Part of the problem is that politics has become a living for far to many people, rather than a calling to service.

They may start idealistic in youth (Peter Hain), but they just get too used to not having to earn a living.

If we want less sleaze then something needs to be done about the conveyer belt of politics at Uni -> researcher -> special advisor -> MP.

I keep wondering every so often if some sort of term limits couldn't be applied. Its hard to see how it might work given the need for leadership in the commons and experience. Maybe some politicians are just too safe in their seats.

But anyway agree with your sentiments - almost exactly - on my blog.

Pete Chown said...

The BNP can't do this particular fiddle because they don't have any MPs, but they certainly have plenty of "conviction politicians". There is an incomplete list here.

There is also Tony Lecomber, who was injured when his nailbomb detonated unexpectedly. There is Mark Bulman, who firebombed a mosque (using a petrol bomb that was fused with a rolled up BNP leaflet). The list goes on...

Womble On Tour said...

It staggers me that it falls to someone to make a complaint about an MP before the Parliamentary Commissioner for Standards can investigate. There were similar concerns about Conway's elder son, but that couldn't be investigated because no one had complained. It's unbelievable. This means that there is no effectively monitoring happening; all investgiations are totally reactive. God knows how much of this kind of thing is really going on in that place.

In ITIL terms, Dizzy, it's a bit like a support team knowing there's a server issue but refusing to investigate it until someone reports it to the Service Desk. And Problem Management ? forget it.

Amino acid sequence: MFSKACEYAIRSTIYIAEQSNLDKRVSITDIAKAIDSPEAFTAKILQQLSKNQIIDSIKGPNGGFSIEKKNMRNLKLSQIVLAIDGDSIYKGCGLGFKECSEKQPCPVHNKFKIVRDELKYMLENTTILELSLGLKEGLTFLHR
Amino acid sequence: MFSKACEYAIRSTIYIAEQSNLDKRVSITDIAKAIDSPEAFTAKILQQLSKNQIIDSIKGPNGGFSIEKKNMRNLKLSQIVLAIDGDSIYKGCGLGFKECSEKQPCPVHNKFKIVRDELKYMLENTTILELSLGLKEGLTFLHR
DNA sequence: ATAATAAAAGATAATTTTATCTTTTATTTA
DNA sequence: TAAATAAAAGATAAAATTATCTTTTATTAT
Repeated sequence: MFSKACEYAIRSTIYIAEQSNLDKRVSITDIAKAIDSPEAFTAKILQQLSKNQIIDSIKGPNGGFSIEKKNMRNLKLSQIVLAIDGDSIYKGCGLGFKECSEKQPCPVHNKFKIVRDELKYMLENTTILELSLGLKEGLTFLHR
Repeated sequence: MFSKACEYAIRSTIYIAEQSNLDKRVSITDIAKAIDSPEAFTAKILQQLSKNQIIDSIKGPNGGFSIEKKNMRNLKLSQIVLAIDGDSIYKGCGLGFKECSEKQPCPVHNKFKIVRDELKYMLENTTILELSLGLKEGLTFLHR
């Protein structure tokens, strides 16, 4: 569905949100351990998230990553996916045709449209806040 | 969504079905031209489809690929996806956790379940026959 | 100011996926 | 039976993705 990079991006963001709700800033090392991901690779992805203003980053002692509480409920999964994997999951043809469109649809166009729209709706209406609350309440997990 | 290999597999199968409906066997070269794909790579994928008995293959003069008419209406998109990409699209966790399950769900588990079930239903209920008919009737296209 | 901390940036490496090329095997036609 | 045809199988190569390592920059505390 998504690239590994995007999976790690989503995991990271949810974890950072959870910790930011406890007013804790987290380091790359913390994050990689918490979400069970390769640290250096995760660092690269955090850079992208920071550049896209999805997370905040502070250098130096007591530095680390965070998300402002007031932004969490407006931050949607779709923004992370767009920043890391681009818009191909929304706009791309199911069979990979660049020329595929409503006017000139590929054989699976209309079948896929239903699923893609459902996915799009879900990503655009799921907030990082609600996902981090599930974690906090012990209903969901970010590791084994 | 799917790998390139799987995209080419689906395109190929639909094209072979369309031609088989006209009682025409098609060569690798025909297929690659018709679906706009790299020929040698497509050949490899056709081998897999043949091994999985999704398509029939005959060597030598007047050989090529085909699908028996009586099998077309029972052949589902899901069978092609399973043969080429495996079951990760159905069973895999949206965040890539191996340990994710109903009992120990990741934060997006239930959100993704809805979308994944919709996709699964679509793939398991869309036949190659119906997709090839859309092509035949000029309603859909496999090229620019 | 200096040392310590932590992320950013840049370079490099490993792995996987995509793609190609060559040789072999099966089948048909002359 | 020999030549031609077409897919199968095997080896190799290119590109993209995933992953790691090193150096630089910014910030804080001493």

Anonymous said...

If those asswipes are going to legislate about what we can or cannot do, then they have to be whiter than white.

As pointed out, it seems that it went on for a long time, because no one complained. That just shows that it must be rife.

anthonynorth said...

The problem is, Dizzy, most people will still not have heard of him. This is because they are turned off by politics, full stop. Thus, I don't think it's to do with sleaze. Things will change when the economy does - that's when political apathy will disappear.
As to sleaze, we should separate corruption of this order from, say, lifestyle issues. In my experience those who are 'different' in professional areas are also different in their private life. The two tend to go together - it's to do with their attitude.

Matt Jones said...

Whiter than white? As much as we'd all like that, isn't it a) a bit much to ask and b) unrealistic, anyway?

Perry Neeham said...

Chas and ShedMan are dead right. Politics is a 'job' to MPs rather than a calling. There is an argument to say that is the way it should be and that the era of part time MPs is rightly over.

But if that's the way it is then they, us, everyone, can forget about the 'honourable' bullshit. Like any other use of our money MPs income and expenses should be transparent and meticulously regulated

BrianSJ said...

Dizzy
The system requirement we need in our minds when looking at Parliament and the judicial system is over the entrance to the Old Bailey.
“Defend the Children of the Poor and Punish The Wrongdoer” - a paraphrase of Psalm 82: 3-4.

mike said...

Man in a Shed said...

Part of the problem is that politics has become a living for far to many people, rather than a calling to service.
Bit like nurses, or doctors, or vicars, or policeman or teachers,or ......don't talk twaddle. What we need are well paid professionals, not plonkers who have been hearing voices, a calling indeed. Now that's bloody hilarious.